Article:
I once heard an amusing story about a company won the bid to create a new IT system for a Government Department. When the Company finished the job, they ran into an unexpected problem. The Government Department, having gotten used to Companies asking for extensions to project deadlines, had assumed this one wouldn’t be any different. As such, a team hadn’t been put together for the Company to hand over the project to.Continue reading “Dead-line”
We have hit the half year mark for 2019. Thank you for following my blog so far. It’s also a milestone for me. That being said, what have you achieved in the first half of the year? It’s time to carry out a half year review.
Before you get started
- Find a quiet spot. You will need as much focus as you can muster for this. You also don’t want to be distracted midway through.
- Have your personal development plan (PDP) in front of you. Your PDP provides an overview of what you set out to achieve for the year and how far you have come.
- Have something to write with. It can be a notebook, tablet or the note taking app on your phone. Please turn off mobile data if you choose to use an internet enabled device. You don’t need the distractions.
- Take your time. Your midyear review is not something you want to rush.
If by some weird quirk of fate, you missed the first P, be sure to read it before this one. The Second P is called Parkinson’s law, colloquially known as student syndrome. Put simply, work expands to take the amount of time set aside to get it done. When was the last time you had to write a report? How long did it take? Chances are your report took as much time as you dedicated to get it done. If you set aside two hours, it took two hours. If you set aside two days, then it took two days.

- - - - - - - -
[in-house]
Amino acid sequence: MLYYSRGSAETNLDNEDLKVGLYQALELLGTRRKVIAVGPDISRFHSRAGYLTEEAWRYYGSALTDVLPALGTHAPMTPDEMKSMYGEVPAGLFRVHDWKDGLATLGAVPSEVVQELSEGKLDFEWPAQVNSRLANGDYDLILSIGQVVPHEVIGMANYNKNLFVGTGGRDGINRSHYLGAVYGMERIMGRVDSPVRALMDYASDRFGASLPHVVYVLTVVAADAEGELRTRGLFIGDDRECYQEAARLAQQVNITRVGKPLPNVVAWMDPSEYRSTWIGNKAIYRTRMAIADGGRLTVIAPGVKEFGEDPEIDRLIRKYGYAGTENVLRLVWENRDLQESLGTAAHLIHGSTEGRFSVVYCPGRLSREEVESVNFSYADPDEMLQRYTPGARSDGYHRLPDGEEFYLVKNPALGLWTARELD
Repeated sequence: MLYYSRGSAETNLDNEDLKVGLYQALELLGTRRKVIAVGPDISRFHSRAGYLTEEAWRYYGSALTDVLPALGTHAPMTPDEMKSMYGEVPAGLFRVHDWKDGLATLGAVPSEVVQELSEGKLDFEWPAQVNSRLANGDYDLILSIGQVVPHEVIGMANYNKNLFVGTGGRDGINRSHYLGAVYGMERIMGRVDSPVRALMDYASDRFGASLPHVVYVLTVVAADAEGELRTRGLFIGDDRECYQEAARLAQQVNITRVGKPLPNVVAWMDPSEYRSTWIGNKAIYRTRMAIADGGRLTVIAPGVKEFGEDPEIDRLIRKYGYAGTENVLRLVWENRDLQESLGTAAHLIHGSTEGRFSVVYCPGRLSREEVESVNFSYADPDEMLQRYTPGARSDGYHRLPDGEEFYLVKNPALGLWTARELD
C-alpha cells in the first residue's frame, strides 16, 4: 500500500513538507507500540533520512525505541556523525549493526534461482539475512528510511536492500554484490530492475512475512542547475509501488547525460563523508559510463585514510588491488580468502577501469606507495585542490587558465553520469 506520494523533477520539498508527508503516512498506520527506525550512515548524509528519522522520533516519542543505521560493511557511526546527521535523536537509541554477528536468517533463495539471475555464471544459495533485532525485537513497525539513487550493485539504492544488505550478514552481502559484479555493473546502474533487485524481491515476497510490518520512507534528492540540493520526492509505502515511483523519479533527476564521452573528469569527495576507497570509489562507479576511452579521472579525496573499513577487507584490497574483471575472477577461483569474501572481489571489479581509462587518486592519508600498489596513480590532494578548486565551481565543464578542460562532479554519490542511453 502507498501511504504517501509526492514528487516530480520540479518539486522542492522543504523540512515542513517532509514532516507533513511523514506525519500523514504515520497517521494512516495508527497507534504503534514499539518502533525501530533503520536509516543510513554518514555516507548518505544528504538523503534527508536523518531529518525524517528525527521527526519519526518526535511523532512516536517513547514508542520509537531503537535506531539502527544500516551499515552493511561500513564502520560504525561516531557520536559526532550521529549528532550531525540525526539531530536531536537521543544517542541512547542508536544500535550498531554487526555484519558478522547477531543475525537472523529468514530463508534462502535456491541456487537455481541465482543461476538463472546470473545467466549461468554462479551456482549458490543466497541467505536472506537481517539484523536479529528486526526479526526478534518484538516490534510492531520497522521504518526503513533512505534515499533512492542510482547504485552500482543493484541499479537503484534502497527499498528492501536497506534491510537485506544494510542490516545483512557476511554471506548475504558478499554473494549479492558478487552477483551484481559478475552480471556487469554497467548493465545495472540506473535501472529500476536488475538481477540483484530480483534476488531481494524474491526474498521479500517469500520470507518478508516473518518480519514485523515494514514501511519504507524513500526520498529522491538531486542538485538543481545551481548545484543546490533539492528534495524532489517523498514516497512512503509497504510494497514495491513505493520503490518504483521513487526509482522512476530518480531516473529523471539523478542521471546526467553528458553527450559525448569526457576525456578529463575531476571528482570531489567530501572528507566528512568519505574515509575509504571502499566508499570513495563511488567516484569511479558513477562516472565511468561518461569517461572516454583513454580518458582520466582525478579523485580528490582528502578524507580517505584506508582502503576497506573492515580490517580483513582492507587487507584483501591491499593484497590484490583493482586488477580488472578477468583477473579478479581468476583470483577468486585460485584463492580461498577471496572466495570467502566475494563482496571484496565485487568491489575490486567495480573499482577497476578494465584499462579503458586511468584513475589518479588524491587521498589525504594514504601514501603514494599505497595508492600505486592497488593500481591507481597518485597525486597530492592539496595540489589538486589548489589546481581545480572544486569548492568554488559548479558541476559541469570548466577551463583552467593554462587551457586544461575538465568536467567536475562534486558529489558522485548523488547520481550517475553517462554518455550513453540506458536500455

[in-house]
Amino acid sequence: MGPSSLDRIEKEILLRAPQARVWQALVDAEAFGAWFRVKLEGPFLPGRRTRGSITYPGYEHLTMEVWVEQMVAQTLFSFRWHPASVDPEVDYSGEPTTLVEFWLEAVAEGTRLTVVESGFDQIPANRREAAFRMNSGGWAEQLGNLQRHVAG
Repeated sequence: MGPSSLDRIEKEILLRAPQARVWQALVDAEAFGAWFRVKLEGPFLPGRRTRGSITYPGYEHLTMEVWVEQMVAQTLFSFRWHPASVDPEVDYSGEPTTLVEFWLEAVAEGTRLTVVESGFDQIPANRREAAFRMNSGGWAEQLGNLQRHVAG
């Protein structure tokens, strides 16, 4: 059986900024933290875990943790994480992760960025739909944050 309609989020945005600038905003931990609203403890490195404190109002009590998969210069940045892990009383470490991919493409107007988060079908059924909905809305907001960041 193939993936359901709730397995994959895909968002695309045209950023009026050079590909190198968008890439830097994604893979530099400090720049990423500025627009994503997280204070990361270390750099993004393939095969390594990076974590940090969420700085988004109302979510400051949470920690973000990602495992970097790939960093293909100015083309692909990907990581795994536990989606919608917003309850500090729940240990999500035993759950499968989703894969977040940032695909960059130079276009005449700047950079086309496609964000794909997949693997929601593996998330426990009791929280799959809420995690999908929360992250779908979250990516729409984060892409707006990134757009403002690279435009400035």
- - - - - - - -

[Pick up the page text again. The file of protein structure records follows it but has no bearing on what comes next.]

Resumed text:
Whenever we fail to get started on a task, it’s often because:
- We do not see how the task fits into our life goals (or we don’t have a goal in the first place).
- We fear failing at the task.
- We do not have the pressure of a deadline.
Today, I will be focusing on the third reason: Understanding the power of a deadline. Anyone who was once a student understands the phenomenon known as student syndrome. Simply put, work expands to take the amount of time allowed to finish it. If an assignment is given on Monday to be submitted on Tuesday, students find a way to do it. If, however, the deadline for submission is Saturday, most people will find a way to expand the work required till Friday. A few won’t even start till Friday evening. What happened? It was the same task. The only difference was the deadline.